Match.com has just released the results of its latest Singles in America study, sharing findings about the modern dating habits, sexual preferences and lifestyle choices of American singles.
The national study uses information from the 2015 US Census, to reveal some interesting information about the behaviour of American singles, such as how they define an ex, and how their political values affect their dating choices.
The 2015 study was funded by Match, and conducted by Research Now, in partnership with Match’s Chief Scientific Advisor, Dr. Helen Fisher.
During the analysis, researchers found that 59% of men and women in the US do not expect to feel “chemistry” until the second date, with over one third of them not expecting to feeling passion until at least the third date.
However, around half of the 5,504 singles surveyed said they would go on a second date having not felt any chemistry in the first meeting, with the belief that someone will “grow” on them.
Almost 75% of American singles prefer to eat American food on a first dinner date, however taking a risk and going to a restaurant with foreign cuisine can increase the chances of a second date by 170%.
Also, 50% of men and women think kissing is only acceptable on a ‘good’ first date, and just 14% of US singles will discuss an ex on a first date.
Match Group’s CEO of North America, Mandy Ginsberg, said: “For the sixth year in a row, Singles in America has redefined what we know about dating and relationships.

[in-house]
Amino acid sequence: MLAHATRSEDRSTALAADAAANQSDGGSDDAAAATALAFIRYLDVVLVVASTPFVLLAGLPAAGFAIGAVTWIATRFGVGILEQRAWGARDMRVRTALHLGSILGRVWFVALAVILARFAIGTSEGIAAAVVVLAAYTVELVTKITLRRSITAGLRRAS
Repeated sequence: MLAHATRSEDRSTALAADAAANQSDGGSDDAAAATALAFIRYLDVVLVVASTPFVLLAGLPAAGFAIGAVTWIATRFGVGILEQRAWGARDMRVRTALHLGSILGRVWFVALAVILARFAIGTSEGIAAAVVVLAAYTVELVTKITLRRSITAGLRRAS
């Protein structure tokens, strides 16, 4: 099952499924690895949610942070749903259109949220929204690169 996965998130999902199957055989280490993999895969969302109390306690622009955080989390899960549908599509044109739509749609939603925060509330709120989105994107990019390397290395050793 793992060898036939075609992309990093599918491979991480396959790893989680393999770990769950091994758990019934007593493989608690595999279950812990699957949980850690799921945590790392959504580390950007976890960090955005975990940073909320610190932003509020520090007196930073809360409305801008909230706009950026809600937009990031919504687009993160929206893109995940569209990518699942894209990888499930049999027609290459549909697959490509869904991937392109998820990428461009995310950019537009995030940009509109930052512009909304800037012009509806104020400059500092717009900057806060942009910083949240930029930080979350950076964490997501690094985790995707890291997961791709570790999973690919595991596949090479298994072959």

“Our most recent data shows that dating online increases your chances of going on a first and second date in 2016 by 150%.
“It’s clear that we’ve reached a tipping point where online dating isn’t just another way to meet people – it’s the smartest way to meet people.”
American Singles & Politics
Singles in America also disclosed some compelling information about how conversation about politics affects an individual’s chances of a second date, and how dating differs between followers of opposing parties.
The researchers found that having a good discussion of a political issue on a date can boost your chances of a second meeting by an impressive 91%.
If on a date with a Republican, going to an expensive restaurant can boost the likelihood of another date by 122%, whilst Democrats will appreciate, sushi, cocktails and conversation about marriage and politics.
The site’s Chief Scientific Advisor, Dr. Helen Fisher said: “With this cogent 2015 survey of single Americans, we are uncovering more and more of the shrouded attitudes and behaviors of this massive population.
She added: “Moreover, this year we focused on the crucial ‘second date,’ a vital courtship step that has been seriously understudied until now.
“This meticulous annual scientific study continues to reveal the pulse of the single’s psyche…and our basic human nature.”
In terms of defining an “ex”, more than 50% of singles believe you have to date for over three months to consider someone as an ex, with 32% of women believing you have to date someone for over a year.